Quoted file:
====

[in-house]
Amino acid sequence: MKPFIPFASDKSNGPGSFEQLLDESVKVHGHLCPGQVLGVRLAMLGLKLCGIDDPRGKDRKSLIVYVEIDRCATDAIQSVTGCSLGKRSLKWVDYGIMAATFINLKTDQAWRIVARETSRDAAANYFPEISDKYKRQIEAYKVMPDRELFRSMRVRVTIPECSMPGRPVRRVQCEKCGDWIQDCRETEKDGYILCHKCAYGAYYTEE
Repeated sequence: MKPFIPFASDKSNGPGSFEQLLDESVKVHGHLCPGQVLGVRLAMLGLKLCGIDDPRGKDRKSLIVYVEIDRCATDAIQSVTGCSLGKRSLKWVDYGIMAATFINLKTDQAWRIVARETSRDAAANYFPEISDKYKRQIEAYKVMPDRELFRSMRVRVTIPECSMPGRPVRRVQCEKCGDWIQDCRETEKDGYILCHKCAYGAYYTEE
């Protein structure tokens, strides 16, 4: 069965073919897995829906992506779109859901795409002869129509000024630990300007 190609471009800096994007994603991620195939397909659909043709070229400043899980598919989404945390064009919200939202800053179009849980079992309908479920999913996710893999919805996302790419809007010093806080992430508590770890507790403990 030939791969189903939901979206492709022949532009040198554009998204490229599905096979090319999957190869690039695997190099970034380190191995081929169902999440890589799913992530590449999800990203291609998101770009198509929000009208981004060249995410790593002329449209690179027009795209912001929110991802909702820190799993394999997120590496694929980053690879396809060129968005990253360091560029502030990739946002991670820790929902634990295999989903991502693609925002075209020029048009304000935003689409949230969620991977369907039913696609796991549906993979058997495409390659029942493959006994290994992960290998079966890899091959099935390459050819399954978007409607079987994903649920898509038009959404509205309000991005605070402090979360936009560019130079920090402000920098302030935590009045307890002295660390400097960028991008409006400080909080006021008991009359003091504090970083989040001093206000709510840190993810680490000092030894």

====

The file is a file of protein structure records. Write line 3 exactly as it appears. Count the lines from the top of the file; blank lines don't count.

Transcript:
Repeated sequence: MKPFIPFASDKSNGPGSFEQLLDESVKVHGHLCPGQVLGVRLAMLGLKLCGIDDPRGKDRKSLIVYVEIDRCATDAIQSVTGCSLGKRSLKWVDYGIMAATFINLKTDQAWRIVARETSRDAAANYFPEISDKYKRQIEAYKVMPDRELFRSMRVRVTIPECSMPGRPVRRVQCEKCGDWIQDCRETEKDGYILCHKCAYGAYYTEE